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Wellbeing at the Bar: A clerk’s perspective (Arron Snipe)

Wellbeing at the Bar: A clerk’s perspective (Arron Snipe)

When I was asked to write a blog on wellbeing from a clerking perspective for Wellbeing at the Bar (‘WATB’), my first thought was what on earth would I write about? With this being my first ever blog, I questioned whether I could share my personal experiences? What would my barristers think if I raised a concern about something? What would my peers think if they disagreed with something that I have said?

Wellbeing however is something that I am very passionate about and having slept on it, I made the conscious decision to be nothing but honest. After all, that is a key factor of our wellbeing isn’t it?  Being able to share your feelings and experiences without the fear of being judged or feeling embarrassed. Thanks to the hard work that organisations like WATB, Wellness for Law and individuals like Nick Hill and Rachel Spearing (amongst many, many others) have put in over the last few years; finally, within our profession, barristers and clerks alike are feeling able to speak out to tackle mental health and wellbeing head on.

I recently attended a training session on mental health wellbeing that was run by Wellness for Law. Having recently helped establish our own wellbeing committee here in my chambers, I thought it wold be worth going to. How right I was. It was a fantastic and hugely beneficial session attended by a mix of barristers, clerks and administration staff from all practice areas.

During the session, one thing became clear and that was that it appeared to come as a surprise to the barristers in the room that it’s not just them that worry and have anxieties in our weird and wonderful world at the Bar. We, clerks really do care about our barristers and their practices. That’s what I want to focus on in this blog, the potential worries and anxieties that can be faced by clerks.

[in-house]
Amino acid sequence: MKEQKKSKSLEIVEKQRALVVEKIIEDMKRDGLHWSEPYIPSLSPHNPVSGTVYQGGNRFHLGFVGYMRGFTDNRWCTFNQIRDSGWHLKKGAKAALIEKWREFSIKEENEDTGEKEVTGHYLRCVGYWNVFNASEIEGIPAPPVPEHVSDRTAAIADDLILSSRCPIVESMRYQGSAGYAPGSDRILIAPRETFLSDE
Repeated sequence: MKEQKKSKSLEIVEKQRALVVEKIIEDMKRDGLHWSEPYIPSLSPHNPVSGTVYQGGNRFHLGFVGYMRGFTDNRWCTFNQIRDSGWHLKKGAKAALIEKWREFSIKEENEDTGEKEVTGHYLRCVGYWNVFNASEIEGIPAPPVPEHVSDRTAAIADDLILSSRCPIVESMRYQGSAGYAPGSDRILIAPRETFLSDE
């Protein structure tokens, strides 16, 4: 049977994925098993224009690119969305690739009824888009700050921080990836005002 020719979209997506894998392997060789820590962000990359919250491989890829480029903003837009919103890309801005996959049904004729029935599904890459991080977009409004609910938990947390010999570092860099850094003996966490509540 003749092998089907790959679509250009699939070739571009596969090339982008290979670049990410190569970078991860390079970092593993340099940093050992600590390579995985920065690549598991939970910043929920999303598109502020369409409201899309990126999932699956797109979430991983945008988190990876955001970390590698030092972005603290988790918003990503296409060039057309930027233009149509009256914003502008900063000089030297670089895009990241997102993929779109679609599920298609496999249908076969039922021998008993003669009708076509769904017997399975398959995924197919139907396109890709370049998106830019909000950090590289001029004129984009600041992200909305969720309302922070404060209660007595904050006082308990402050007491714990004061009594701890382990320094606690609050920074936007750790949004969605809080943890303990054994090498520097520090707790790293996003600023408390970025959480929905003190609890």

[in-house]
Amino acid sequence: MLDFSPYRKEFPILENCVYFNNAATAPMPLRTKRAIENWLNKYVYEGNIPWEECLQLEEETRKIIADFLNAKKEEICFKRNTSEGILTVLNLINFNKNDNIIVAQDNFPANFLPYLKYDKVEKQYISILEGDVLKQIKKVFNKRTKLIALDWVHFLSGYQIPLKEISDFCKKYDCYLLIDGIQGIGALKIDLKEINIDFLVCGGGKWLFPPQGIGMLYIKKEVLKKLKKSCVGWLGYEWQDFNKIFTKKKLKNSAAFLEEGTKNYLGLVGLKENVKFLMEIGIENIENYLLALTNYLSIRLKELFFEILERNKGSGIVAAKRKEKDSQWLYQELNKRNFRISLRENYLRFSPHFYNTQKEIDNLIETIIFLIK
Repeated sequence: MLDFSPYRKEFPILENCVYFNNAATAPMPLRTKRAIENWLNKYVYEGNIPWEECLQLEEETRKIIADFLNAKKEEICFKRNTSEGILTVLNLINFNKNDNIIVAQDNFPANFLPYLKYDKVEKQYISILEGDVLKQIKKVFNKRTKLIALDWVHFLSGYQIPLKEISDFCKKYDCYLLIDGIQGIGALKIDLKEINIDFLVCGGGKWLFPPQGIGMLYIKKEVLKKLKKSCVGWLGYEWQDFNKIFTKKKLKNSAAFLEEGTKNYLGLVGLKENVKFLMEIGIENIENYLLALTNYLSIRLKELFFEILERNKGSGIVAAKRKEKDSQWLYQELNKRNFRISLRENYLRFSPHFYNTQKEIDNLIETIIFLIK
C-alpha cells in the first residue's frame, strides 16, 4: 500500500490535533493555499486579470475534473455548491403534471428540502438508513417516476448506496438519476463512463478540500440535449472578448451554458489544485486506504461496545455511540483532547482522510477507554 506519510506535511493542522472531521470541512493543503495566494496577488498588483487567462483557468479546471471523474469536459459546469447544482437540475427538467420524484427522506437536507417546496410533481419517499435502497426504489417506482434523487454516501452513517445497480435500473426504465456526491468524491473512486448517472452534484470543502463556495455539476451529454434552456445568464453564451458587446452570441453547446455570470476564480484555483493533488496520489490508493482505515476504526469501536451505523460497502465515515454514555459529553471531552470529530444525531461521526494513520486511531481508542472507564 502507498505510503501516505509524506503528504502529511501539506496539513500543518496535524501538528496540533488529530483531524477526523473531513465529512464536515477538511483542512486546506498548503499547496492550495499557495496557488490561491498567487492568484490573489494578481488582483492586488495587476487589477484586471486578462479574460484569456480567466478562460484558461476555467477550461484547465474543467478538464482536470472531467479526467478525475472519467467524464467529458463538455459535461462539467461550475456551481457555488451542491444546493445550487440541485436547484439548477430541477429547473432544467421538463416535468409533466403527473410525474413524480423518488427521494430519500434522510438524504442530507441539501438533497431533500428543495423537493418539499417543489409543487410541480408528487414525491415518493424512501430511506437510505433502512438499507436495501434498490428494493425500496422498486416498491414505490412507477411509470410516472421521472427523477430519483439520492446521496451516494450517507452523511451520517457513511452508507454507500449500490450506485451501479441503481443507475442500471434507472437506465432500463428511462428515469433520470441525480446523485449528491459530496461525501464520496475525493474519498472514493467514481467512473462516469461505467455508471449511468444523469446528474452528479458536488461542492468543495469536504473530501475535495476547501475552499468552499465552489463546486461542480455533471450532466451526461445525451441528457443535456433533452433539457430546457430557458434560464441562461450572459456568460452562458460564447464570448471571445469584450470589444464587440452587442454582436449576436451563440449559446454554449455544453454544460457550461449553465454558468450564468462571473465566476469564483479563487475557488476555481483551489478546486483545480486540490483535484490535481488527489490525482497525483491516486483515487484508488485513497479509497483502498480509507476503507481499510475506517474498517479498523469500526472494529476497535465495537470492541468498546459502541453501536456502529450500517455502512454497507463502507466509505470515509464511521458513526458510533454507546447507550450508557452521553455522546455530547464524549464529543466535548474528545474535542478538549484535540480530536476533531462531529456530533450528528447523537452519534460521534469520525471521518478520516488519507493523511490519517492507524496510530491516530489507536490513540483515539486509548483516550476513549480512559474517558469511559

It made a huge difference to me personally knowing that I wasn’t alone in this regard and I hope that any clerks reading this who may face similar challenges know that they aren’t the only ones who may be having such worries.

I totally appreciate that barristers are self-employed business people who operate in a highly competitive and challenging environment. For them this brings its own worries and anxieties on a personal level that can affect their wellbeing. If I might say so, clerks are also riddled with similar worries and anxieties.

I for one, will say that I have had many a sleepless night, when one of my barristers has had a case come out of the diary for one reason or another, or when a client decided to instruct another set of chambers on a matter. Just like a barrister worries about these things, so do their clerks. “Is there anything more I could have done to secure that brief? Did I pitch the fees right? Was my email worded correctly?”

Our job as barristers’ clerks is a fairly unique model as it seems to be one of the few jobs whereby we are in effect “selling” something that is completely out of our control. We are promoting the ability of another human being and that is not an easy thing to do, nor is it an easy thing to fix if something goes wrong. We do not only deal with our own livelihood, we are also directly involved with the livelihood of tens if not hundreds of others and whilst that of course is what we are paid to do, it does not come without its own challenges to our wellbeing.

I hope that this blog has at least started to portray that message and I hope that going forward we can continue to cohesively tackle wellbeing within our industry, support each other and get the message across that we are all in this together.

At what is a very busy time for both barristers and clerks, indulging in the delights of Christmas parties, mince pies, and the odd glass or two of mulled wine, I would like to thank you for taking the time to read this blog and I wish you all a very merry Christmas and a happy and successful 2019.

Arron Snipe is the First Junior Clerk (Business & Property Group) at St Phillips Chamber, Birmingham.  

Future Mental Health Training for the Bar will be held at Bar Council offices on 28 January and 7 March 2019. Please get in touch with Kathy Wong ( if you would like to attend. 



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